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Sri Lanka Self drive?

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Dave Williams

You have got to be joking! I did consider it but Claire told me not to be silly and as soon as I arrived I realised how right she was.The attached clip shows a typical street scene. When other forms of transport are inexpensive why go to the hassle of trying to navigate your way around the island and through the traffic.

You'd have to be a mad as a March hare ( or even a Black-naped one) to even contemplate it !;) 

 

 

49479444362_e3de52239f_b.jpgBlack-naped Hare by Dave Williams, on Flickr

 

You have been warned.

Over to you to decide

49479546441_e325d93693_o.jpgSri Lanka traffic by Dave Williams, on Flickr

Edited by Dave Williams

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shazdwn

Oooooh, I'm looking forward to this.  Sri Lanka may be on the itinerary for 2021.

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Kitsafari

Even the hare needs to hitch a ride sometimes, especially when the traffic is as manic and chaotic as....

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xelas

 

6 hours ago, Kitsafari said:

Even the hare needs to hitch a ride sometimes, especially when the traffic is as manic and chaotic as....

 

Well, it depends on the hare ... and the traffic :D.

 

Before entering any deeper into the car&driver vs. self-driving discussion, what kind of car&driver have you used, @Dave Williams? Was it different drivers for point A to point B transfers, or was it 1 car&driver for the entire length of your trip?

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Dave Williams
6 hours ago, Kitsafari said:

Even the hare needs to hitch a ride sometimes, especially when the traffic is as manic and chaotic as....

 

The hare actually did a self drive trip to SL. Hat off to him but I wouldn't attempt it. Taxis are inexpensive, tuk tuks even cheaper . Then there's public transport which is very cheap, even if you manage to get hold of tickets for the pullman carriage on the Kandy-Ella railway line.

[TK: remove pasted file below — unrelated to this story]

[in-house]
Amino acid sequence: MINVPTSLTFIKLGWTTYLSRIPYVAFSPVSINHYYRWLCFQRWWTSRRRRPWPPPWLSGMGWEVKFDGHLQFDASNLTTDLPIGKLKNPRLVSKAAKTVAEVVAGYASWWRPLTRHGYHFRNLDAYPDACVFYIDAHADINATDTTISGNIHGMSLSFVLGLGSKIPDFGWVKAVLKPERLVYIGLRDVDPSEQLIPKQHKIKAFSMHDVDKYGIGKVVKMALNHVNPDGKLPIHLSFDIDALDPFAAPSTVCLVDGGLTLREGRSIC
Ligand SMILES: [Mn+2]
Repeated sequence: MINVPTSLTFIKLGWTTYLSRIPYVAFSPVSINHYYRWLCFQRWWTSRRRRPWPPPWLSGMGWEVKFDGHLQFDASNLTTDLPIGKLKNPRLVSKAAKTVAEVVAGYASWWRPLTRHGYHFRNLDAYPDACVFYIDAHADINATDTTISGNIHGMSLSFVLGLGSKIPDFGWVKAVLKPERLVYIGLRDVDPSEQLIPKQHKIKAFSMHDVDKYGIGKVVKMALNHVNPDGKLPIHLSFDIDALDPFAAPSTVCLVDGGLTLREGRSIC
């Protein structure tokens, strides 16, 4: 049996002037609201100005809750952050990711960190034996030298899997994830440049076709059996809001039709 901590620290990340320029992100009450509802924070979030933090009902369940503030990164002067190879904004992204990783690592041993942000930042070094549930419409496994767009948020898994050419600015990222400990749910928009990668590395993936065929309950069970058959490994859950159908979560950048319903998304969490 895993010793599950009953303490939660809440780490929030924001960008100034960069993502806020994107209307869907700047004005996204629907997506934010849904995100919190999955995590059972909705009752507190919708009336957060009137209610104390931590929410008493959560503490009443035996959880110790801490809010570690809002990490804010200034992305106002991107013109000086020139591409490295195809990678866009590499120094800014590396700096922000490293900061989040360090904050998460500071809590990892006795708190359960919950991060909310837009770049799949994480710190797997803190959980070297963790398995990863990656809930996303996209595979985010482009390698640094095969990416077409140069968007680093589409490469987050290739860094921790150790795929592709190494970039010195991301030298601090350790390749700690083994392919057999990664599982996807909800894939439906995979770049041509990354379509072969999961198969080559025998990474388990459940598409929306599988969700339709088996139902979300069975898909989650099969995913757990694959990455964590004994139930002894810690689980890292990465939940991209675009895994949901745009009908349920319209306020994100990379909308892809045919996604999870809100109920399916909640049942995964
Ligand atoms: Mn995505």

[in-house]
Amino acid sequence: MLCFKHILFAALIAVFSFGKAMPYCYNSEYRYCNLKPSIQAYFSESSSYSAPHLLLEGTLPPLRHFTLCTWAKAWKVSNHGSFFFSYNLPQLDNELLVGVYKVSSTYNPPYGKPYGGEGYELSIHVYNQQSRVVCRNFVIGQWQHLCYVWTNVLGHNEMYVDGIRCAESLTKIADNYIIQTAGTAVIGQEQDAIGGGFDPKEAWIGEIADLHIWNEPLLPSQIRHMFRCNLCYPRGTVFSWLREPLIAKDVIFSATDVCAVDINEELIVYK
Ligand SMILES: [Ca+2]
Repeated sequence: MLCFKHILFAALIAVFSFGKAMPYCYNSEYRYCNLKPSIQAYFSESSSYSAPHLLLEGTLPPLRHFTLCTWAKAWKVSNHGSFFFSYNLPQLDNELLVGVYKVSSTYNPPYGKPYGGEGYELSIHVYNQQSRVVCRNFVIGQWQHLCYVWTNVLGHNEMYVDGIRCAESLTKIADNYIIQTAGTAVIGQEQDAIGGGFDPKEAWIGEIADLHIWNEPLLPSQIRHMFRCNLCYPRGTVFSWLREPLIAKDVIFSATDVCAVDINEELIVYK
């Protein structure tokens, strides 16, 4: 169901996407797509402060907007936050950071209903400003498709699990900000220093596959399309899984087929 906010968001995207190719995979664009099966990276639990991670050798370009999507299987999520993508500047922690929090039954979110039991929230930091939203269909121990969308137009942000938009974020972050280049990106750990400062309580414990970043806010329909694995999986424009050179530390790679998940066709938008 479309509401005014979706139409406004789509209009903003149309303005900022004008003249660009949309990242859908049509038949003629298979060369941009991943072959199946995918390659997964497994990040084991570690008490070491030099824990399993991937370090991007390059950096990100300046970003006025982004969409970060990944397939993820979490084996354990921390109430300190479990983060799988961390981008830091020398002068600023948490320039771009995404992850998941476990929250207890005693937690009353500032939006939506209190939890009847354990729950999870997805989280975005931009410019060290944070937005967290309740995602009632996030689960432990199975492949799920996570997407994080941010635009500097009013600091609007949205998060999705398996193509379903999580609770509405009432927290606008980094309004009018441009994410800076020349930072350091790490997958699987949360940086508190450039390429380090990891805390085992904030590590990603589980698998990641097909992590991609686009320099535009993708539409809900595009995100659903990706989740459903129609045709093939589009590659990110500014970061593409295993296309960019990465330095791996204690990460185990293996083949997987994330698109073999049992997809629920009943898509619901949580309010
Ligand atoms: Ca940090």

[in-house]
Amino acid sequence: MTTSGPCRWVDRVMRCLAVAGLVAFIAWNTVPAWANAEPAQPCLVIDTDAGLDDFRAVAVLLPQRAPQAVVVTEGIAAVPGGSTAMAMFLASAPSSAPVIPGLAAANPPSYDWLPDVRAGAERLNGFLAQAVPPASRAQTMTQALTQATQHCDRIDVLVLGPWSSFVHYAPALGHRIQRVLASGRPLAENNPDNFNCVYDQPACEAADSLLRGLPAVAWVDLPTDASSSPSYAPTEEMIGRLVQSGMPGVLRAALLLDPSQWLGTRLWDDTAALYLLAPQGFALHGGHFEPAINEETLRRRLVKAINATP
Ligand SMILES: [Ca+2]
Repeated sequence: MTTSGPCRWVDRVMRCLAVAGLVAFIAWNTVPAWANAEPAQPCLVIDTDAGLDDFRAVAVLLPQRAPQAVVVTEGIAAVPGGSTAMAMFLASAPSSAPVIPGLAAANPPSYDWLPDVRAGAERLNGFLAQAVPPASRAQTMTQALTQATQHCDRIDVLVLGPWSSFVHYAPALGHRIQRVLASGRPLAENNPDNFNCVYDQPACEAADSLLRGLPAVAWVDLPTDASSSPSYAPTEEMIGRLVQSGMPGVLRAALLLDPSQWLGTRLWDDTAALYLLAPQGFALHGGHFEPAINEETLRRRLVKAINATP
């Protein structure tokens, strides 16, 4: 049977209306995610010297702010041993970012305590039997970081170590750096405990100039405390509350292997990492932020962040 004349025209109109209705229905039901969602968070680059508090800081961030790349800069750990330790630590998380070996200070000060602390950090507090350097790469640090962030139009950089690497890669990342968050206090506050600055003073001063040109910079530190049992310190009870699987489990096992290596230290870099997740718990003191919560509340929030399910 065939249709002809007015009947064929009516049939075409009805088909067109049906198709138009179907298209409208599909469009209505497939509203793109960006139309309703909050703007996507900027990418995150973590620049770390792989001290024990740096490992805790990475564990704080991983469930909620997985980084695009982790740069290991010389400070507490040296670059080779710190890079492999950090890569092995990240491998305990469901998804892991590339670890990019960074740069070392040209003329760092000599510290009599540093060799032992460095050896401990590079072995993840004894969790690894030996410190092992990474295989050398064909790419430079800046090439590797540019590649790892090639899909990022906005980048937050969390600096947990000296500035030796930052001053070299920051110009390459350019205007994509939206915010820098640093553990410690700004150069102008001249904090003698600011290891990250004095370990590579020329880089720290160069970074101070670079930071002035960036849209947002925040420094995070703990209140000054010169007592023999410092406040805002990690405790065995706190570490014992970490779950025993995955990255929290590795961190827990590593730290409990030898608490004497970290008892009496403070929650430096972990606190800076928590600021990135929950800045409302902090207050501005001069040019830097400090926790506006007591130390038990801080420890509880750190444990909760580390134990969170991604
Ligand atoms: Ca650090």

@shazdwn Don't consider Sri Lanka...make a firm plan! This trip report won't help too much but if you check out my blogs for trips in 2013/15 they will point you to some firm ideas.

It's a superb island with a multitude of things to do. It's inexpensive if you want it to be,has wildlife, culture,scenery, good food and all within a reasonably small island. I consider the island very safe, despite the fact there were terrorist attacks last year. One of the big benefits is they are malaria free too.

You need to check out what time of year to go to which part of the island as it does vary. We have always been in the UK's winter months to escape the miserable grey weather. You might need to think when is best for you, especially as far as wildlife goes.

Anyway, read on and check out the self drive trip @xelas took too. 

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Dave Williams
12 minutes ago, xelas said:

 

 

Well, it depends on the hare ... and the traffic :D.

 

Before entering any deeper into the car&driver vs. self-driving discussion, what kind of car&driver have you used, @Dave Williams? Was it different drivers for point A to point B transfers, or was it 1 car&driver for the entire length of your trip?

 

We used a tuk tuk for some local trips and booked a different taxi to take us from hotel to hotel. Safari vehicles picked us up from the hotel we were staying at for the three trips we /I made.

We spent roughly £200-£250 on transport ( excluding safaris) including toll roads. We travelled from the airport to Yala NP and back again.

Some roads are without a doubt less challenging than others. The new toll road is  traffic free once you leave Colombo but it's when you are in the towns that the fun begins. The public buses are a nightmare who just toot the horn and overtake in the craziest of places. As a driver you have to be aware that at any time it's down to you to make room for an overtaking vehicle coming the opposite direction. The rule of the road is "might is right", not the Highway Code! You can now apparently hire a tuk tuk for self driving.  Nooooooooooo! Don't do it. You are almost at the bottom of the food chain in one of those.

The other option is a driver and car but for us it would have been a waste of time this trip as out of 20 days we only travelled on 4 of them.

Public transport can be great fun too, the only thing that puts us off is the amount of luggage we lug around on holidays. I look at those backpackers with envy sometimes.

 

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JayRon

@Dave Williams Looking forward to this. I was in Sri Lanka last year february 2019 (before the terrorist-attacks) and found the national parks badly managed and overrun by tourists. But I liked Sri Lanka, but just to many tourists . Bu maybe we did it the wrong way...  

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xelas

Thanks, Dave. Even if you would have double the travel days, hiring car&driver for door-to-door transfers is much better idea than self-driving. Although, as reported also here, we have had no problems at all to adapt to the local traffic rules. And boy, those bus drivers are the in a category for themselves!

 

The end result of having a car&driver for the whole length of the trip very much depends on the driver. To minimise the chances of being exploited by one of less scrupulous drivers, changing them for each transfer is a good idea. I might do this next time visiting Sri Lanka. Looks like his hare is getting old :lol:.